Finally, select File > New > ActionScript Class. In the New ActionScript Class dialog box, make sure the Package field reads net.quip.sound. Type SoundSync into the Name field and type flash.media.Sound into the Superclass field. Check the Generate Constructor from Superclass option (see Figure 4).

Creating the SoundSync class file

Figure 4. Creating the SoundSync class file

 

Here, as in the previous version, SoundSync extends the Sound class. Click the Finish button and note that Flex Builder again generates an automatic package and class declaration for you, as well as the necessary call to super inside the SoundSync constructor.

 

Starting with the class groundwork

In ActionScript 3, import statements are not only a convenience, they are required when writing class files. As part of its code completion feature set, Flex Builder automatically supplies relevant import statements as needed. For the sake of this tutorial, however, or if you're using Flash, update your code manually to reflect the following full import list, as well as the organizational comments:

package net.quip.sound { import flash.events.Event; import flash.events.TimerEvent; import flash.media.Sound; import flash.media.SoundChannel; import flash.media.SoundLoaderContext; import flash.media.SoundTransform; import flash.net.URLRequest; import flash.utils.Timer; public class SoundSync extends Sound { // PROPERTIES // CONSTRUCTOR public function SoundSync(stream:URLRequest=null, context:SoundLoaderContext=null) { super(stream, context); init(); } // METHODS // EVENT HANDLERS } }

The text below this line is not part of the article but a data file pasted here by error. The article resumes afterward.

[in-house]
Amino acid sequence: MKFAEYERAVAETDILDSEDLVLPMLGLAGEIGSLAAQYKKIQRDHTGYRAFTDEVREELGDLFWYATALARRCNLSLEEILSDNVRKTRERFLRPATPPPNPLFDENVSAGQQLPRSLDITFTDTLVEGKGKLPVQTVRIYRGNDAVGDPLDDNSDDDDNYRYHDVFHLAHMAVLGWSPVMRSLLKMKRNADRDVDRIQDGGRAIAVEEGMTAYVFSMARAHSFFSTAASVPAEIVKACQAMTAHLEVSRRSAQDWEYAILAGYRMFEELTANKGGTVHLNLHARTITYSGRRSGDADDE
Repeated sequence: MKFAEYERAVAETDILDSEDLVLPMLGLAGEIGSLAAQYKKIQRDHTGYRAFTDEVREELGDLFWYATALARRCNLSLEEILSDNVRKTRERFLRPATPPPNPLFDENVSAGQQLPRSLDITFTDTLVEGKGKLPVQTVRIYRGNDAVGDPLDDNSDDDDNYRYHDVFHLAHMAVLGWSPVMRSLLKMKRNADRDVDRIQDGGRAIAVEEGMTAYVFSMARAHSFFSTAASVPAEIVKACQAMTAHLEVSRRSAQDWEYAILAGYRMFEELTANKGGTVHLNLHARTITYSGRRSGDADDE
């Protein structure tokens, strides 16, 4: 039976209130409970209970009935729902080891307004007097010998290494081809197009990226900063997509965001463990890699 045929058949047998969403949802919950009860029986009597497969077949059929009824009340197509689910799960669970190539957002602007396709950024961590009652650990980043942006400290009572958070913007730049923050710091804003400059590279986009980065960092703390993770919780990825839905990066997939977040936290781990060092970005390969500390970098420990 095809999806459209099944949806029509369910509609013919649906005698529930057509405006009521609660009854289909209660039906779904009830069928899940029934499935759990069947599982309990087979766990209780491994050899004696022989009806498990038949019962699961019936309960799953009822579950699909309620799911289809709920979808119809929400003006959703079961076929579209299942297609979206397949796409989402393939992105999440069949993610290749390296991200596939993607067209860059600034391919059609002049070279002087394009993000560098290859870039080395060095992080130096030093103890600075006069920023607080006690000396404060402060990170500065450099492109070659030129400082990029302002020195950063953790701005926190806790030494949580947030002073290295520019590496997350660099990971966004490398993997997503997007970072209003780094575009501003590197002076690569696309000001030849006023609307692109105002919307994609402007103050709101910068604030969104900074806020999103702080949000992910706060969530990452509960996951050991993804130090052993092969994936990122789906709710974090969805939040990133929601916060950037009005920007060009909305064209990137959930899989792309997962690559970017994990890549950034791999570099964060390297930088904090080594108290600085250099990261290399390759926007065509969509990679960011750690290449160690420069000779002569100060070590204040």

Note that ActionScript 3 class files feature a package statement, rather than put the package path within the class statement. Don't forget the call to init() in the constructor!

 

Declaring the properties

Type the following ActionScript after the // PROPERTIES comment:

private var _cuePoints:Array; private var _currentCuePoint:uint; private var _timer:Timer; private var _timerInterval:uint; private var _startTime:Number; private var _loops:uint; private var _soundChannel:SoundChannel;

 

Here, _cuePoints and _currentCuePoint are identical to their ActionScript 2 counterparts. The _timer and _timerInterval properties correspond to the previous version's _interval and _intervalDuration, while _startTime corresponds to the previous _secondOffset. Finally, _loops and _soundChannel are new and will be explained as the class unfolds.

 

Note the new uint data type (highlighted) for several of the numeric properties. In ActionScript 3, the familiar Number data type refers to double-precision floating-point numbers, which can take up to 53 bits to represent. The new int data type refers to 32-bit signed integers (postive or negative) and uint refers to 32-bit unsigned integers (positive only). As of Flash Player 9, ActionScript handles int and uint more efficiently than Number, so unless you specifically need floating-point numbers, use one of the new data types.

 

The constructor

Your constructor should already be up to date, but let's take a quick review: